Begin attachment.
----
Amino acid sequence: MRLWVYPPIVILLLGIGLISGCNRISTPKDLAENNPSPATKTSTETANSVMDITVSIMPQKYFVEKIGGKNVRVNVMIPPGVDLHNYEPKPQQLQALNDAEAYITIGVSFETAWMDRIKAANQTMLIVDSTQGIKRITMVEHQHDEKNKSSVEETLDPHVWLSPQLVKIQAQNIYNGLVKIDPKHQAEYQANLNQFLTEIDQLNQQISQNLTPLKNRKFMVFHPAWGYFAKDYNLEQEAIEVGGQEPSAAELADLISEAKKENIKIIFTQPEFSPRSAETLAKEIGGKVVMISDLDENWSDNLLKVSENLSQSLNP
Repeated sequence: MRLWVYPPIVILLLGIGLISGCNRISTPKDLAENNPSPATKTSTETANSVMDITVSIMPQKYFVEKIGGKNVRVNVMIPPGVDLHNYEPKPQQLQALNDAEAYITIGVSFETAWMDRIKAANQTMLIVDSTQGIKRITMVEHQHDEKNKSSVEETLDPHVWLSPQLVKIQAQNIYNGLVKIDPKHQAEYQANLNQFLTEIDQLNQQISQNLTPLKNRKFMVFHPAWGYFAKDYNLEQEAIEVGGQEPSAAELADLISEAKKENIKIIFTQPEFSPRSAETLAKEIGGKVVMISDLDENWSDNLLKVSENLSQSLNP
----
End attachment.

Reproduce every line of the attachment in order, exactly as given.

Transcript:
Amino acid sequence: MRLWVYPPIVILLLGIGLISGCNRISTPKDLAENNPSPATKTSTETANSVMDITVSIMPQKYFVEKIGGKNVRVNVMIPPGVDLHNYEPKPQQLQALNDAEAYITIGVSFETAWMDRIKAANQTMLIVDSTQGIKRITMVEHQHDEKNKSSVEETLDPHVWLSPQLVKIQAQNIYNGLVKIDPKHQAEYQANLNQFLTEIDQLNQQISQNLTPLKNRKFMVFHPAWGYFAKDYNLEQEAIEVGGQEPSAAELADLISEAKKENIKIIFTQPEFSPRSAETLAKEIGGKVVMISDLDENWSDNLLKVSENLSQSLNP
Repeated sequence: MRLWVYPPIVILLLGIGLISGCNRISTPKDLAENNPSPATKTSTETANSVMDITVSIMPQKYFVEKIGGKNVRVNVMIPPGVDLHNYEPKPQQLQALNDAEAYITIGVSFETAWMDRIKAANQTMLIVDSTQGIKRITMVEHQHDEKNKSSVEETLDPHVWLSPQLVKIQAQNIYNGLVKIDPKHQAEYQANLNQFLTEIDQLNQQISQNLTPLKNRKFMVFHPAWGYFAKDYNLEQEAIEVGGQEPSAAELADLISEAKKENIKIIFTQPEFSPRSAETLAKEIGGKVVMISDLDENWSDNLLKVSENLSQSLNP